China establishes new energy agency
China's National Development and Reform Commission (NDRC) established a new nine-department government agency, the National Energy Administration (NEA), to secure energy supplies.
LOS ANGELES, July 31 -- China's National Development and Reform Commission (NDRC) established a new nine-department government agency, the National Energy Administration (NEA), to secure energy supplies.
Lin Boqiang, an economics professor at Xiamen University, said the consolidation of agencies under NEA signals that China will focus more on energy strategy and planning for sustainable development.
Of the nine merged departments, four were in charge of separate energy sectors, while the other five were involved in policy, development planning, energy conservation, and international cooperation.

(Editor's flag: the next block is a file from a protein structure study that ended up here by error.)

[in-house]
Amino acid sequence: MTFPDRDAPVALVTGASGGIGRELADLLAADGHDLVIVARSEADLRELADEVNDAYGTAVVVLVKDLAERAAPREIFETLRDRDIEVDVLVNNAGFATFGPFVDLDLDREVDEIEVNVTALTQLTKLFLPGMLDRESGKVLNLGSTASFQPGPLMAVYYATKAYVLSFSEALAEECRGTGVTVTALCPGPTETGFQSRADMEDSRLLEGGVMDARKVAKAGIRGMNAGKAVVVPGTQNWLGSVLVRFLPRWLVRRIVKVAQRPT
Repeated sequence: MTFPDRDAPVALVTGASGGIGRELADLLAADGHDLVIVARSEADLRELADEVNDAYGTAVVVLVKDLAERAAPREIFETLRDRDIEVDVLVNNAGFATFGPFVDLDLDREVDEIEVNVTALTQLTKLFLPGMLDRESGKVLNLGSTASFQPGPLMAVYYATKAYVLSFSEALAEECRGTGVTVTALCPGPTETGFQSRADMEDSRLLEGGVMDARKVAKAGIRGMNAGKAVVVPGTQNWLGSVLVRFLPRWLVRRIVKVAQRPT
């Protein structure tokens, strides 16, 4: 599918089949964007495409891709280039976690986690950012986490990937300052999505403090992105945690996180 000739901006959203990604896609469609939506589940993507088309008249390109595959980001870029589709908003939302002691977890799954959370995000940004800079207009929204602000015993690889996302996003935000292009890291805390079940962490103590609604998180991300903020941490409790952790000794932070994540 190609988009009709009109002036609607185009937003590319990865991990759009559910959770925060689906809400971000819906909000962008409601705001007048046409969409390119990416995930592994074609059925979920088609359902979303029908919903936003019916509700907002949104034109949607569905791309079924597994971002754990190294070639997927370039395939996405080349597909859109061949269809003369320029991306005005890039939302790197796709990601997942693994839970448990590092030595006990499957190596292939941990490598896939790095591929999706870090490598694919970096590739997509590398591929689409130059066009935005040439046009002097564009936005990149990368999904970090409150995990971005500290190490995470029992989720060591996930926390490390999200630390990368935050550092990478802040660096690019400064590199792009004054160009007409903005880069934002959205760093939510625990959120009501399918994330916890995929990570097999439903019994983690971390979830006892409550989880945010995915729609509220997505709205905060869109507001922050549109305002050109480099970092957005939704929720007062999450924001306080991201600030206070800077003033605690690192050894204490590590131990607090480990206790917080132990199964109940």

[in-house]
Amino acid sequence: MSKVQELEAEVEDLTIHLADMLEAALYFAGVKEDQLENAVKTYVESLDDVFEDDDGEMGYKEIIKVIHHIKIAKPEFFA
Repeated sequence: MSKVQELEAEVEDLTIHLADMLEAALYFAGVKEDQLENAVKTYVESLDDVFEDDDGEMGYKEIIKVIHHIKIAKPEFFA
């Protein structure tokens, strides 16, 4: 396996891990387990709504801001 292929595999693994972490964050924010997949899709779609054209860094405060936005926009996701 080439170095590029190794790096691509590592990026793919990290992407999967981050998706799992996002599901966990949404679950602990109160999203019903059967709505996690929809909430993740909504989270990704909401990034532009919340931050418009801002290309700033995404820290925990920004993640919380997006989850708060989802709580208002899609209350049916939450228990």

Responsibility for domestic pricing of energy will be shared by NEA and NDRC. NEA will make proposals concerning price adjustments but will need approval from NDRC and the State Council, while NDRC will consult NEA when it adjusts energy prices.
Apart from pricing, however, NEA will assume NDRC's responsibilities in several other key areas to include charting energy strategy and policies as well as managing separate sectors for oil, gas, coal, electricity, nuclear, and renewable energy.
NEA will manage China's strategic oil reserves, including building and releasing such reserves and supervising the management of commercial reserves.
The new agency will have approval of the biggest overseas investments in energy resources and will negotiate and sign energy contracts with foreign governments and institutions.
The Chinese government announced plans in March to create a bureau to integrate energy management, marking the first time it has established a central organization to deal with energy issues since dissolving the ministry of energy in 1993.
Contact Eric Watkins at email@example.com.